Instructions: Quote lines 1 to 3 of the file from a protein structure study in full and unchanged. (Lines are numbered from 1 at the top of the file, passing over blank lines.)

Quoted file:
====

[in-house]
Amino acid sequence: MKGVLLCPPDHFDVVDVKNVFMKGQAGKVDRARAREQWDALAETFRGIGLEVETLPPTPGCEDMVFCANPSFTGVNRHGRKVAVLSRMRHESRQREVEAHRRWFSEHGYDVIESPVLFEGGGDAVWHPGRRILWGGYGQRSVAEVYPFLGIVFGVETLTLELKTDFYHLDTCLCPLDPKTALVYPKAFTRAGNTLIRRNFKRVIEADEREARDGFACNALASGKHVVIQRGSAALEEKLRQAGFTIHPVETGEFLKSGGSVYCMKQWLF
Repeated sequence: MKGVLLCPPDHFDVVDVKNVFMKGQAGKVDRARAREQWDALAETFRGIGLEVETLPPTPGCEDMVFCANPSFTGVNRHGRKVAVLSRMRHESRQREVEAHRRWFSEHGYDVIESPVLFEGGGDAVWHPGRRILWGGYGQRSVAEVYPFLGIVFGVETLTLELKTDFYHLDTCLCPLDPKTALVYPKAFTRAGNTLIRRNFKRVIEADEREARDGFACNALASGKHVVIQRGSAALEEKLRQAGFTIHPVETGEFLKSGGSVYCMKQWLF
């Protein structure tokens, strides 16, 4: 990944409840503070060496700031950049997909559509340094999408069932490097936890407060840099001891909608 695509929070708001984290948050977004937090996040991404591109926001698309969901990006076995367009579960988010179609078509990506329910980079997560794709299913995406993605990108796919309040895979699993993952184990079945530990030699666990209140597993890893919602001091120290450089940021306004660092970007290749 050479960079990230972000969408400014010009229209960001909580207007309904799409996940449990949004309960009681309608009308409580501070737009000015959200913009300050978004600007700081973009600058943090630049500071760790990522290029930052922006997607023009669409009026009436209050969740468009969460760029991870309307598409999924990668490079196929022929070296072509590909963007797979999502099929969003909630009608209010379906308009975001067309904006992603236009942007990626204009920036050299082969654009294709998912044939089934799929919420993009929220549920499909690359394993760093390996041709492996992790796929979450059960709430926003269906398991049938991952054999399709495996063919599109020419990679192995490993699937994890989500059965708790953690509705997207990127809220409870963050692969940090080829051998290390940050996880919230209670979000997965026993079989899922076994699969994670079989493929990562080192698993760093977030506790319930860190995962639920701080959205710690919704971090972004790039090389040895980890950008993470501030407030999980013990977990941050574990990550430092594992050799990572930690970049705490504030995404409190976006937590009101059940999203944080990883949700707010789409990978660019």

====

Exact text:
[in-house]
Amino acid sequence: MKGVLLCPPDHFDVVDVKNVFMKGQAGKVDRARAREQWDALAETFRGIGLEVETLPPTPGCEDMVFCANPSFTGVNRHGRKVAVLSRMRHESRQREVEAHRRWFSEHGYDVIESPVLFEGGGDAVWHPGRRILWGGYGQRSVAEVYPFLGIVFGVETLTLELKTDFYHLDTCLCPLDPKTALVYPKAFTRAGNTLIRRNFKRVIEADEREARDGFACNALASGKHVVIQRGSAALEEKLRQAGFTIHPVETGEFLKSGGSVYCMKQWLF
Repeated sequence: MKGVLLCPPDHFDVVDVKNVFMKGQAGKVDRARAREQWDALAETFRGIGLEVETLPPTPGCEDMVFCANPSFTGVNRHGRKVAVLSRMRHESRQREVEAHRRWFSEHGYDVIESPVLFEGGGDAVWHPGRRILWGGYGQRSVAEVYPFLGIVFGVETLTLELKTDFYHLDTCLCPLDPKTALVYPKAFTRAGNTLIRRNFKRVIEADEREARDGFACNALASGKHVVIQRGSAALEEKLRQAGFTIHPVETGEFLKSGGSVYCMKQWLF